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Speak out about countryside and heritage crime, urges new Crimestoppers campaign


By Alan Beresford

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Fly-tipping - such as the example picture near the Gollachy Recycling Centre, Buckie - is one of the crimes targeted by the new campaign. Picture: Daniel Forsyth..
Fly-tipping - such as the example picture near the Gollachy Recycling Centre, Buckie - is one of the crimes targeted by the new campaign. Picture: Daniel Forsyth..

A NEW campaign has been launched to encourage people tp speak up about those causing harm to Scotland’s heritage and countryside.

Run by the charity Crimestoppers - in partnership with Network Rail Scotland - the initiative comes as the international tourist season starts.

Crimestoppers is independent of the police and gives the public an alternative option, namely, to pass on what they know about crime whilst never giving any personal details.

With many people planning trips to the countryside, the potential impact of large numbers of visitors can be devastating to the environment and harm Scotland’s rural and heritage crime

Over 95 per cent of Scotland is classed as rural and NFU Mutual estimate that rural crime costs Scotland around £1.8 million annually, with levels reportedly increasing.

While the volume of crime in rural areas is lower than in urban locations, the consequences and impact within a rural community or environment can be much deeper, both on victims and the community as a whole. Crimestoppers, together with Police Scotland and wider rural and environmental organisations, are asking the public to spot the signs of rural crime and to give information 100 per cent anonymously.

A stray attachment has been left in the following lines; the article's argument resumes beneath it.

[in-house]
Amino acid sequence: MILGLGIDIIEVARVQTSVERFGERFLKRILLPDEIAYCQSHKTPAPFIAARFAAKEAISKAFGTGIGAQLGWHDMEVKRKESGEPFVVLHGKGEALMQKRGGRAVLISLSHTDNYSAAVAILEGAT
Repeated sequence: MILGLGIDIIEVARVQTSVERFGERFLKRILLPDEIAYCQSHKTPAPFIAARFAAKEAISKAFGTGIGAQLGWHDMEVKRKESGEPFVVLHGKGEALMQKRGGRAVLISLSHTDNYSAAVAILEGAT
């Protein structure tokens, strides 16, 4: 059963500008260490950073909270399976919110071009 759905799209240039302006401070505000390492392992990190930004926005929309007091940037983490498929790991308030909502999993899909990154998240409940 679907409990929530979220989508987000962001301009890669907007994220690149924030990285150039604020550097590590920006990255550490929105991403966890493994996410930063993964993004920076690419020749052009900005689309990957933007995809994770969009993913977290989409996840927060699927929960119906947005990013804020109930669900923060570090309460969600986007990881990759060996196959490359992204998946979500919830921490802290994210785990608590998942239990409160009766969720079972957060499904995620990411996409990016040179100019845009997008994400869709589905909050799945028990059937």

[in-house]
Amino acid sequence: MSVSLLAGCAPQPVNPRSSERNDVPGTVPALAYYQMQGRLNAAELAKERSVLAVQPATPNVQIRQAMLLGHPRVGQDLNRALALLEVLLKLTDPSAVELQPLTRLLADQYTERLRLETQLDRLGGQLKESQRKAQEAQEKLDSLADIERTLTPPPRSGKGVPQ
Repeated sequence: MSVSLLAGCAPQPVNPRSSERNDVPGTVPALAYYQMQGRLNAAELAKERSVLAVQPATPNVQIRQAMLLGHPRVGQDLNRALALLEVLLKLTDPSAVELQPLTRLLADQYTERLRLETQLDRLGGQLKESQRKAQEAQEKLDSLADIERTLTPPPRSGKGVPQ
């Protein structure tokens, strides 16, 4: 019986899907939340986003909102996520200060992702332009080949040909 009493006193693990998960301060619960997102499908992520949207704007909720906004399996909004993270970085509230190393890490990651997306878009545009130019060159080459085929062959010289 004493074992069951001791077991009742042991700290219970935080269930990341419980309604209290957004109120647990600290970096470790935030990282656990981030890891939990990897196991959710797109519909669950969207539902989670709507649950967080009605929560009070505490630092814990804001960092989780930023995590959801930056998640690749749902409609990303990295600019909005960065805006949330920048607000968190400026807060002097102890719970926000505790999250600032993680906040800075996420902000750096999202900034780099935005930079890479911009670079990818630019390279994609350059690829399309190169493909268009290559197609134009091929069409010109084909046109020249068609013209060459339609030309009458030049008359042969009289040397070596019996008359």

Angela Parker, National Manager for Crimestoppers Scotland, said: ‘Many of us will be enjoying the stunning scenery, events and activities Scotland has to offer.

“Our campaign is encouraging the public to be aware of the harm rural crime and anti-social behaviour can inflict on the environment. From the economy to heritage crime, wilful fire-raising and theft, these crimes often go unreported and can ruin lives, livelihoods and our countryside.”

Allan Brooking, Community Safety Manager for Network Rail Scotland, commented: “Scotland’s railway plays a vital role in connecting people with communities and attractions across the country, so it’s hugely important to us to help our partners protect rural areas from crime.

“We will be sharing the campaign’s message with passengers and railway staff will also be equipped with information on what to look out for.”

Inspector Jordan Low from Police Scotland’s Rural, Acquisitive and Business Crime Preventions Team, said: “Scotland is home to some of the most stunning cultural, historic and natural environments in the world which are enjoyed by a large number of people throughout the year. Protecting these areas for future generations is vitally important.

“Heritage crime is one of the priorities of the Scottish Partnership against Rural Crime (SPARC) and we are delighted to work in partnership with Crimestoppers and Network Rail to promote responsible, safe access to these historical sites and encourage people to report any anti-social or illegal behaviour to the Police or Crimestoppers to assist in helping to protect the heritage of Scotland for generations to come. Postcards and posters will be shared across Scotland, coupled with a social media campaign highlighting the key crimes affecting rural areas.”

Elizabeth McCrone, Director of Heritage at Historic Environment Scotland, added: “Scotland’s historic environment spans a rich collection of unique sites of national and international significance, including six UNESCO World Heritage sites, over 8000 scheduled monuments and 47,000 listed buildings.

“It is vital that we ensure these precious historic assets are safeguarded. Heritage Crime robs us of our history. We are delighted to work in partnership with Network Rail and Crimestoppers to raise awareness and promote responsible access.“

The key crimes that Scotland’s rural areas experience are: House-breaking; Theft of farm equipment, vehicles and machinery; Livestock-related crimes: theft and dog attacks; Fly-tipping and industrial waste dumping; Hare coursing and badger baiting; Fuel theft – domestic and commercial; Heritage and cultural property crime including illegal metal detecting; Wildlife crime; Wilful fire-raising.




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